Seven years after the most recent contract between the Lawrence School District and the Lawrence Teachers Association expired, it appears there is a thaw in the protracted negotiations.
“We’ve been meeting with great frequency,” Lawrence Superintendent Dr. Ann Pedersen said in June as the school year was winding down. As the Herald reported in November 2017, there had been no contract discussions since February 2015.
The breakthrough was set in motion by a judge’s ruling that the school district and the LTA’s negotiating team meet and then set dates to meet once a month, after the union filed a charge of bad-faith bargaining with the state Public Employment Relations Board last year.
“They complied with the court order,” LTA President Lori Skonberg said of the district. “In addition to those dates, Dr. Pedersen and I met quite frequently, as she stated, to go over issues and language. Dr. Pedersen was the go-between person bringing back our thoughts and requests to the Board of Education.”
Addressing the board at the June 14 meeting, Skonberg took what appeared to be a more conciliatory tone as she spoke for about five minutes. She focused more on teachers’ accomplishments, including winning the 2018 Community Service Award from the New York State United Teachers union, than contract issues, however.
“After seven long years, the board has finally agreed to engage in meaningful talks, and that should be recognized,” she said at the meeting. “Our goal: a fair agreement.” The LTA represents nearly 280 members, including librarians, speech therapists and social workers.
The school board is seeking a 20 percent reduction in salary for new hires, a cap on the district’s health insurance contribution at 80 percent and a reduction in sick-day payouts, though it could approve salary increases for veteran teachers. The previous agreement also has class size caps the district is aiming to lift.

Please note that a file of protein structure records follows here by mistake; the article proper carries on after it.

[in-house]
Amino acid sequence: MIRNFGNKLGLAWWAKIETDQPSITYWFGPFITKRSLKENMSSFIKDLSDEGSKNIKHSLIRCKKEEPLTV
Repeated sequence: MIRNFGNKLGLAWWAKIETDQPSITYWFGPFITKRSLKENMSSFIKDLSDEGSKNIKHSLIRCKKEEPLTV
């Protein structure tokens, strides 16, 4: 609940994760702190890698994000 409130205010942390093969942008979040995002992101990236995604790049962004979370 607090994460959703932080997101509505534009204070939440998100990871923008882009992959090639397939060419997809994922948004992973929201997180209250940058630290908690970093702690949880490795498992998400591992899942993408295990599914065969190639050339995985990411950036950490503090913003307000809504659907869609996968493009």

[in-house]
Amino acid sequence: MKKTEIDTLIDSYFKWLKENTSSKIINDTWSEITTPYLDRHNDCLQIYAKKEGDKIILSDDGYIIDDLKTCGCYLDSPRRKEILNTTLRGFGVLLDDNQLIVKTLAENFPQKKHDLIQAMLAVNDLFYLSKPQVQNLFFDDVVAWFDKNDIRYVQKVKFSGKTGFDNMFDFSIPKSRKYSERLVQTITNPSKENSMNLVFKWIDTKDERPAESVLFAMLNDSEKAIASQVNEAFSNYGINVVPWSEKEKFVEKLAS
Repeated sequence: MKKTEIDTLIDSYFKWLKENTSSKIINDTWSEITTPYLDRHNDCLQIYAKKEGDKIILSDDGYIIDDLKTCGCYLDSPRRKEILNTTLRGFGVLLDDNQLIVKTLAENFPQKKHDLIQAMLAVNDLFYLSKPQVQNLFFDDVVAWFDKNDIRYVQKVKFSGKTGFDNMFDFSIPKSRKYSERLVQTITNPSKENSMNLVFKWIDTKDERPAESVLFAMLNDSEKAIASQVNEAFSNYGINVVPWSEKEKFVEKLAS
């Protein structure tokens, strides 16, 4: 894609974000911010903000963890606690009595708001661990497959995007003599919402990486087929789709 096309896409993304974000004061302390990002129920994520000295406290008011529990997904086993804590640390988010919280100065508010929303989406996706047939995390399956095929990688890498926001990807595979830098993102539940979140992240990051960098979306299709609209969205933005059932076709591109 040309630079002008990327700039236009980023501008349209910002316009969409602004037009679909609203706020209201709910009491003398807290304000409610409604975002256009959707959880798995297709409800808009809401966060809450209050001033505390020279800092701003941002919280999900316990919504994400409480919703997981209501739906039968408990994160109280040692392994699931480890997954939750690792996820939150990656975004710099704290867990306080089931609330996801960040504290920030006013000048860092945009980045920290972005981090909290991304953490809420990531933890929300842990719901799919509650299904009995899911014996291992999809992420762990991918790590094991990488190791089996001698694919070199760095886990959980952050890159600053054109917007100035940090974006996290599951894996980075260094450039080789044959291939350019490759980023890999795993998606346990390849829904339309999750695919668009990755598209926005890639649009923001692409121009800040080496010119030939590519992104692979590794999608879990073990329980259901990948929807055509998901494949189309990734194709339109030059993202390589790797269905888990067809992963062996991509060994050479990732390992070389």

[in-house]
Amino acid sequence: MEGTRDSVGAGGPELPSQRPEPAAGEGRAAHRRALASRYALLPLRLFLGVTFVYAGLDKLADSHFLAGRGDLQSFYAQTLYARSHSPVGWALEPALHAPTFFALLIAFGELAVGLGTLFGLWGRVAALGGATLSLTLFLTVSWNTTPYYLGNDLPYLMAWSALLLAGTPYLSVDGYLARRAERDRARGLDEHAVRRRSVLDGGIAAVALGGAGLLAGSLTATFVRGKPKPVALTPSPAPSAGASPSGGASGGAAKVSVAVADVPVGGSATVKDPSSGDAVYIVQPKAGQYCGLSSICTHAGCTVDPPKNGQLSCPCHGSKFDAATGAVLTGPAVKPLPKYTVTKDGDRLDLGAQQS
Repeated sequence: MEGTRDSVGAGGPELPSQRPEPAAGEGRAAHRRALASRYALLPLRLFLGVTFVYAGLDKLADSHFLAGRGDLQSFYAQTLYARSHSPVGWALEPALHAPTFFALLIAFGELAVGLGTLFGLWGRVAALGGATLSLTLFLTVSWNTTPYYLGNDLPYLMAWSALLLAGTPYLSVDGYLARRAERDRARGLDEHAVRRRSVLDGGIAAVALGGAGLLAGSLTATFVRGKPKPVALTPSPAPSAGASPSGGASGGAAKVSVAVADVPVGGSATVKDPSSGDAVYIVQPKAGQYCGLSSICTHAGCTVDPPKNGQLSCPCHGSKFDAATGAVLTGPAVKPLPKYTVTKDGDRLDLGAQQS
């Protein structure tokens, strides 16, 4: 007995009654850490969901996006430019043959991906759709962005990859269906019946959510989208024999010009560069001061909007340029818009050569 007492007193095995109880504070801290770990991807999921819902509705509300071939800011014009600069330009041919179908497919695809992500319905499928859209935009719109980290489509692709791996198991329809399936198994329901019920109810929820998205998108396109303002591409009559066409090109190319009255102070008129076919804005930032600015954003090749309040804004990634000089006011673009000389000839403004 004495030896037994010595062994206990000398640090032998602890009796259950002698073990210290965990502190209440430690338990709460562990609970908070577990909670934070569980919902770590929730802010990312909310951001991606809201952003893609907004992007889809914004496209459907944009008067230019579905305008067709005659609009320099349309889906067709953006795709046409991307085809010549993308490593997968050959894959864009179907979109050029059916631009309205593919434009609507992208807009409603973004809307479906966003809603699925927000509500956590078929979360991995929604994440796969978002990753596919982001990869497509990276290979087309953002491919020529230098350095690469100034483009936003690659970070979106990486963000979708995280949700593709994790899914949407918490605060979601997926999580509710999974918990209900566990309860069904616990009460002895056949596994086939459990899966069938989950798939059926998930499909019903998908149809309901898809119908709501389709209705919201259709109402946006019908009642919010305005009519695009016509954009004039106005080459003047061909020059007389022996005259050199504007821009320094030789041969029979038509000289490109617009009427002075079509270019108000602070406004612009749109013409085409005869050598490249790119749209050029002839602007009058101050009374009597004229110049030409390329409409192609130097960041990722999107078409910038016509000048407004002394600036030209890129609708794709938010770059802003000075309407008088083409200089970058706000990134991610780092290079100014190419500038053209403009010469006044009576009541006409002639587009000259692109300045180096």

“The major issue that stands in the way is class size,” said Skonberg, adding that she was hopeful that she could present a new contract to the LTA during the next school year. “The board wants full managerial control of class size, including all special areas like art, music and gym. I promised my membership then, as I do now, we will not give up class size. With that said and with language that protects the teacher, some of the numbers can be tweaked.”
Board of Education President Murray Forman said he would not comment on specific issues, but disagreed with the LTA’s position on how the negotiations have played out since 2010.
“First of all, the board has engaged in meaningful talks the last eight years,” Forman said. Second of all, there have been frequent talks during the school year, and we are planning even some over the summer. But let’s be very clear: The board has been negotiating in good faith and has been in active talks all eight years. [The LTA is] in the predicament they’re in due to their own intransigence. There is certainly a deal to be had. They have to wake up and take it.”
Norah Hall, of Inwood, who retired on June 30 after 40 years of teaching special education — 30 of them in Lawrence — has a strong opinion about working for the past seven years without a new contract. “I loved the kids,” she said, “but the other stuff — you’re not respecting the district. It was a stable district. With all the rumors, it feels like it’s disappearing.”
The next school board meeting is scheduled for July 9, at 8 p.m., in the Lawrence Middle School cafeteria, at 195 Broadway in Lawrence.
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